Monday, June 23, 2014

First Day at the “Big Market”



As part of our training Peace Corps took us to the market in a town 40 km (or 30 minutes) away to practice our numbers and bargaining skills.  To do this they gave each of the trainees 5,000 Ar (equivalent to $2.50) and a list of stuff that we had to buy.  We were informed that we could only spend that money and if we had extra left over to buy whatever other food items we wanted and that all of it would be prepared for us for lunch on Wednesday when we came to the PCTC.  The list I was given to buy was as follows: 3 kilos of oranges, 2 cups of wet beans (fresh beans), and a bunch of
green peppers. 
            After a long, slow, and bumpy ride, we finally arrived at the “big market.”  I had been to the market in Mantasoa a few times just to look around and to practice speaking with people, but it was nothing like this new market.  This market, which is only open on Mondays, was really big and completely packed with people.  There were people all around you at all times and I being taller than almost everyone there could see only a sea of people in all directions.  This market sold everything.  You could buy any type of meat, vegetables, fruits, clothing, electronics, everything.  Some of the trainees went in alone; others like me paired or grouped up.  I paired up with Gabrielle from my study group and we helped each other find the different things on our list.  This was not an easy task at all, because there was stuff everywhere.  It was a controlled ciaos of vendors with their wears in stands or laid out on mats on the ground and people looking, touching, and talking.  So we jumped in and went from vendor to vendor asking their prices for the certain items on our lists.  Some were easy to find and others evaded us, but we were able to supplement with like items when necessary.  I myself was able to finally find all of the items on my list and bargain them down to what I think was a good price.  The wet beans took a while to find, because everyone only had dried beans, but I finally found a vendor who had them and was able to bargain him down and get an extra half a cup.  After buying all of the items on my list I was left with 600 Ar and Gabrielle was left with 2000 Ar (I do not know how she managed that).  So with the extra money she bought 2 kilos of potatoes, I bought 2 bunches of onions, and then we combined or last bit of money to buy 2 bunches of pibasy (this is a little fruit that grows in trees in Madagascar and is amazing).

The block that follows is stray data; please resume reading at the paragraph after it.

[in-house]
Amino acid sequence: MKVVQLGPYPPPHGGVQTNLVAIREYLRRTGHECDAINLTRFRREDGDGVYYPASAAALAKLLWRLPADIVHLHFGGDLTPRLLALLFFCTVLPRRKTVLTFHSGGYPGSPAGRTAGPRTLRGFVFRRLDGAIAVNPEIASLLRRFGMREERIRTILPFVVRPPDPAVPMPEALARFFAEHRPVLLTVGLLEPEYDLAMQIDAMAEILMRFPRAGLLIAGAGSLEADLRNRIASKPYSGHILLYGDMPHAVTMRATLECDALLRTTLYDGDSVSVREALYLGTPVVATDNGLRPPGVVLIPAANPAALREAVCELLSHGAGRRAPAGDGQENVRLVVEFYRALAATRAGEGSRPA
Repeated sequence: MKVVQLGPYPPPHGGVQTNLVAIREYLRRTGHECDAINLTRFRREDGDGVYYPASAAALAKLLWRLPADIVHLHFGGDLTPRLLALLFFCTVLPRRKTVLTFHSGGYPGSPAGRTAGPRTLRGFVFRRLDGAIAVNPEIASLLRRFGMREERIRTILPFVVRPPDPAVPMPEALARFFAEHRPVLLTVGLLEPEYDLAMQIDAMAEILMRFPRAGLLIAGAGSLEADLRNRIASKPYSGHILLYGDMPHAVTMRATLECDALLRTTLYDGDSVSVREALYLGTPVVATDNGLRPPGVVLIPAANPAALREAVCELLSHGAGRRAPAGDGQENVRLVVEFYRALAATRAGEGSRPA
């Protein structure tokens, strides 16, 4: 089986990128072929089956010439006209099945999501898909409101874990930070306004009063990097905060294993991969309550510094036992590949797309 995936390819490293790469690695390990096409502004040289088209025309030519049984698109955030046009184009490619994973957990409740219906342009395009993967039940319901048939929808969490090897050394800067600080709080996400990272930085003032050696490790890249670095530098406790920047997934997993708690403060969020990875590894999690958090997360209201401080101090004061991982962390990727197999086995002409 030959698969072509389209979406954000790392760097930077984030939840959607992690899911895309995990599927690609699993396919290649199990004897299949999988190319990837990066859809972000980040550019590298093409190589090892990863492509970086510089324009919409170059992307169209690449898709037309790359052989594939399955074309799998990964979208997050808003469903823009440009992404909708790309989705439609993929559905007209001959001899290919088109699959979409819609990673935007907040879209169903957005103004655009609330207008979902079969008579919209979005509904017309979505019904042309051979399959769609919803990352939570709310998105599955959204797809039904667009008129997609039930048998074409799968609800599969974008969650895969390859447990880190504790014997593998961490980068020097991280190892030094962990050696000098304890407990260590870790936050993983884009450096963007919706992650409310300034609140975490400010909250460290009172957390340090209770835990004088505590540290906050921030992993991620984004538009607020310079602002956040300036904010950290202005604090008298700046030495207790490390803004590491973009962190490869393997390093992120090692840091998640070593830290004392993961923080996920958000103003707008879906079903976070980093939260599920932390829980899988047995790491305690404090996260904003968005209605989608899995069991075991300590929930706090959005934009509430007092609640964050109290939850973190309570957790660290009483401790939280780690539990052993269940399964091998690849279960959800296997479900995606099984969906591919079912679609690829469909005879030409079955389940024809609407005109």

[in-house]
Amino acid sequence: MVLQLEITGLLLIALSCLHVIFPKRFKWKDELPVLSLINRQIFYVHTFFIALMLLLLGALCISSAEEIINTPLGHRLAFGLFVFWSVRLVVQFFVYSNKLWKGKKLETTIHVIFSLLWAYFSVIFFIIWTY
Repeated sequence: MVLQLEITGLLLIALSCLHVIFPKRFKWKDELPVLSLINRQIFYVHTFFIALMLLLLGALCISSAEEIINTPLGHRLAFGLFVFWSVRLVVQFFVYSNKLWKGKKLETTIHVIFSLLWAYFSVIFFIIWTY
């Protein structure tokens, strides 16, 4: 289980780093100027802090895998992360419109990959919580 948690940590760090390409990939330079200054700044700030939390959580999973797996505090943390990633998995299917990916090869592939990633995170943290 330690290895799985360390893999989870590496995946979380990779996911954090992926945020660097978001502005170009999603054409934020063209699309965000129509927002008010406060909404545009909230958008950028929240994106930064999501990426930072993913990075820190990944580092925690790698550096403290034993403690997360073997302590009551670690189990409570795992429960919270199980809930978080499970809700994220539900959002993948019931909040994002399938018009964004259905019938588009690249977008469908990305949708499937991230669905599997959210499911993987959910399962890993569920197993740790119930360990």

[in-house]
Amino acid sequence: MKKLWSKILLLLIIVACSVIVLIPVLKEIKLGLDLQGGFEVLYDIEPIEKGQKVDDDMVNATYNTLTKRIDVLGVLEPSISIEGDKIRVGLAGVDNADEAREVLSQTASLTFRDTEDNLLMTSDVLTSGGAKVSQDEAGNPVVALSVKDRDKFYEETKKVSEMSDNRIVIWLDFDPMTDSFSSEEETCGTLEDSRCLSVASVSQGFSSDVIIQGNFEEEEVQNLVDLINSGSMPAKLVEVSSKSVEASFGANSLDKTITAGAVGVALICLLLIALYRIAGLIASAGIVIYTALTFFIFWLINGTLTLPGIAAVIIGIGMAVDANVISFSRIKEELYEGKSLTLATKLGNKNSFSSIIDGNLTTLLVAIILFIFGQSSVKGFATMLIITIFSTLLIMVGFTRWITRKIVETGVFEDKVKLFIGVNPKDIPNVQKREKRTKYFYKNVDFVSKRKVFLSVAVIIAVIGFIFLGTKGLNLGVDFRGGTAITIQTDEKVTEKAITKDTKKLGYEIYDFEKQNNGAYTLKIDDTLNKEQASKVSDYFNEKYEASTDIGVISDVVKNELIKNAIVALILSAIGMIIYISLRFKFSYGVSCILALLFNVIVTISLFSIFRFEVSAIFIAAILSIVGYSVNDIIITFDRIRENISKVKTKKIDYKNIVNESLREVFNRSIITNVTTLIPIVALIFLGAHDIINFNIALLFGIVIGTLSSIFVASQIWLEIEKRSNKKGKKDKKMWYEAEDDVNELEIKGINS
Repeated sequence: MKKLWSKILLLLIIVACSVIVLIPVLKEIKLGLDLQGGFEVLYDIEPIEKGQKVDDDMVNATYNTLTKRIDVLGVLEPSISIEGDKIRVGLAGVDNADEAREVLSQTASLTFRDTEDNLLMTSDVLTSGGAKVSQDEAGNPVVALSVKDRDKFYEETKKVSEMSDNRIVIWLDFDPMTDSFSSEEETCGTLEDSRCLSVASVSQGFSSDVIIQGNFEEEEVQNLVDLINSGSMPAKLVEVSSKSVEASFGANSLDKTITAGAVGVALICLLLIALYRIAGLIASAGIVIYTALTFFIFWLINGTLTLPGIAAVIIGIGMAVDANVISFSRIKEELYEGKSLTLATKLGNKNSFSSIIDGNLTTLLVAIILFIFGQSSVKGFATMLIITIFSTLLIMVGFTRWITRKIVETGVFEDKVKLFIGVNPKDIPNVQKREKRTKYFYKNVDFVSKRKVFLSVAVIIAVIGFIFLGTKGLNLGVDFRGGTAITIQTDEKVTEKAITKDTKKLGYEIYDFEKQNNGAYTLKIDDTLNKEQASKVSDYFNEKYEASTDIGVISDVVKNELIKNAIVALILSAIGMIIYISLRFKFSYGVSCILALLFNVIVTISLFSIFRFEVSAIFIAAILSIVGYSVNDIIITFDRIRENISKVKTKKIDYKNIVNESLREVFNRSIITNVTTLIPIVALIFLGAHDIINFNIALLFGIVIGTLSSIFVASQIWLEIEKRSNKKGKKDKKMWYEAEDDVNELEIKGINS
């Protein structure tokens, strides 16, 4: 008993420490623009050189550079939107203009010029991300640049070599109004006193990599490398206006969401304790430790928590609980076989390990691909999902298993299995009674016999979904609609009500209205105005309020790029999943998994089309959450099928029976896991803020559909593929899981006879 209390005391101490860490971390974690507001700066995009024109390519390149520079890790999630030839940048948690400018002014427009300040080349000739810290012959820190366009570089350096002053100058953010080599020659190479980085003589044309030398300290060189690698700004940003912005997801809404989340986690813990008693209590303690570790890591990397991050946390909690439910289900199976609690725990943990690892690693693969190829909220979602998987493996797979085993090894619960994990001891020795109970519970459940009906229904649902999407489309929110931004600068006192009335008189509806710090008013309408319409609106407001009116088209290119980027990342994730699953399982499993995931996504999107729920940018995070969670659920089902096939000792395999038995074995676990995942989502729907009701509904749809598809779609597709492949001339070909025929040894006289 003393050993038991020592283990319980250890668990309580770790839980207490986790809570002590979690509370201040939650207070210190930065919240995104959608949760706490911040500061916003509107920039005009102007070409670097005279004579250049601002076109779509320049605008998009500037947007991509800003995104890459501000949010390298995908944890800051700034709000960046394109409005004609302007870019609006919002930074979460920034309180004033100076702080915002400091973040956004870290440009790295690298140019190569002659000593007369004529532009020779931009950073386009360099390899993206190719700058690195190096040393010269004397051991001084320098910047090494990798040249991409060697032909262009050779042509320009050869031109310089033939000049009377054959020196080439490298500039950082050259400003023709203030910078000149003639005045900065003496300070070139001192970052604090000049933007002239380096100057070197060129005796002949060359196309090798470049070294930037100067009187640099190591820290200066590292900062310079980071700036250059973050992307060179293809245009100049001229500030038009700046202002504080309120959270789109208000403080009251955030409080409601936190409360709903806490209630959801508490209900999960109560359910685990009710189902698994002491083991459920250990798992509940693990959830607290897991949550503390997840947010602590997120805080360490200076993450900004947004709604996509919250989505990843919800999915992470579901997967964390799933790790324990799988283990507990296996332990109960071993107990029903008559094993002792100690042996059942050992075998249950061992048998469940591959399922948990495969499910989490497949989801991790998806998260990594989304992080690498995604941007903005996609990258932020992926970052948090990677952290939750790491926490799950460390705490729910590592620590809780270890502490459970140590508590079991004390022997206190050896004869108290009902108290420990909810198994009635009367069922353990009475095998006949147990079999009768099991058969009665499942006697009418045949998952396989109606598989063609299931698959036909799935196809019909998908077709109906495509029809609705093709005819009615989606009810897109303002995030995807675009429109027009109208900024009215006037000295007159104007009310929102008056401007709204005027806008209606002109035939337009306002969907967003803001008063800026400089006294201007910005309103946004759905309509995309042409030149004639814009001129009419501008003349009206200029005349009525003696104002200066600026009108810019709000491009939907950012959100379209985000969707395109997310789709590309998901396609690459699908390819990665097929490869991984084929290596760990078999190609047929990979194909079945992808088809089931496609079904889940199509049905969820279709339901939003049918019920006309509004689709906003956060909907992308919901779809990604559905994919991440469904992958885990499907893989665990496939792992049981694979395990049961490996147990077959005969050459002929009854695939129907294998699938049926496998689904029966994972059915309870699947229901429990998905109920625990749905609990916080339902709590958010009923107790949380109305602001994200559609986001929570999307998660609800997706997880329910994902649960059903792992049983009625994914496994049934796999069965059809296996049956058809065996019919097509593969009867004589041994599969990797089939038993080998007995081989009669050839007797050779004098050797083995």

*Sorry no pictures of the Market.  I did not trust taking my camera for fear of pick pockets.
 

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